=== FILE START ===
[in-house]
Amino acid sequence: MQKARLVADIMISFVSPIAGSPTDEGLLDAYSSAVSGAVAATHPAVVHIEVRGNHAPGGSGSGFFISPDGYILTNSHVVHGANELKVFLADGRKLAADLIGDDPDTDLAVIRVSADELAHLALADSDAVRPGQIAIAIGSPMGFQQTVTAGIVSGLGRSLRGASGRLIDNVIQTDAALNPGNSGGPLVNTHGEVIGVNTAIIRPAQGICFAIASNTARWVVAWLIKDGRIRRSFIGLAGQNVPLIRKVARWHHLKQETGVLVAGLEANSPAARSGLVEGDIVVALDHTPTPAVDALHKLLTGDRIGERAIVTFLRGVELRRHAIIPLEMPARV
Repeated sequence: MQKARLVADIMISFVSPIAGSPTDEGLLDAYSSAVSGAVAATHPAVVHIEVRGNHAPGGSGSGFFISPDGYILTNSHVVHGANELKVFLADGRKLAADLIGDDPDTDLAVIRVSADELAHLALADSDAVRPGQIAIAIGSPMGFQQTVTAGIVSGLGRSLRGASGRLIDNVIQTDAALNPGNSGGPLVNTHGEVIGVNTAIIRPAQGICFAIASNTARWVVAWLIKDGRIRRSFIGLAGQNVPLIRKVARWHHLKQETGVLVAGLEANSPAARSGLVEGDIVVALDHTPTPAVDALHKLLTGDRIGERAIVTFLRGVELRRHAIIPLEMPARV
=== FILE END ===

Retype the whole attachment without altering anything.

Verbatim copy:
[in-house]
Amino acid sequence: MQKARLVADIMISFVSPIAGSPTDEGLLDAYSSAVSGAVAATHPAVVHIEVRGNHAPGGSGSGFFISPDGYILTNSHVVHGANELKVFLADGRKLAADLIGDDPDTDLAVIRVSADELAHLALADSDAVRPGQIAIAIGSPMGFQQTVTAGIVSGLGRSLRGASGRLIDNVIQTDAALNPGNSGGPLVNTHGEVIGVNTAIIRPAQGICFAIASNTARWVVAWLIKDGRIRRSFIGLAGQNVPLIRKVARWHHLKQETGVLVAGLEANSPAARSGLVEGDIVVALDHTPTPAVDALHKLLTGDRIGERAIVTFLRGVELRRHAIIPLEMPARV
Repeated sequence: MQKARLVADIMISFVSPIAGSPTDEGLLDAYSSAVSGAVAATHPAVVHIEVRGNHAPGGSGSGFFISPDGYILTNSHVVHGANELKVFLADGRKLAADLIGDDPDTDLAVIRVSADELAHLALADSDAVRPGQIAIAIGSPMGFQQTVTAGIVSGLGRSLRGASGRLIDNVIQTDAALNPGNSGGPLVNTHGEVIGVNTAIIRPAQGICFAIASNTARWVVAWLIKDGRIRRSFIGLAGQNVPLIRKVARWHHLKQETGVLVAGLEANSPAARSGLVEGDIVVALDHTPTPAVDALHKLLTGDRIGERAIVTFLRGVELRRHAIIPLEMPARV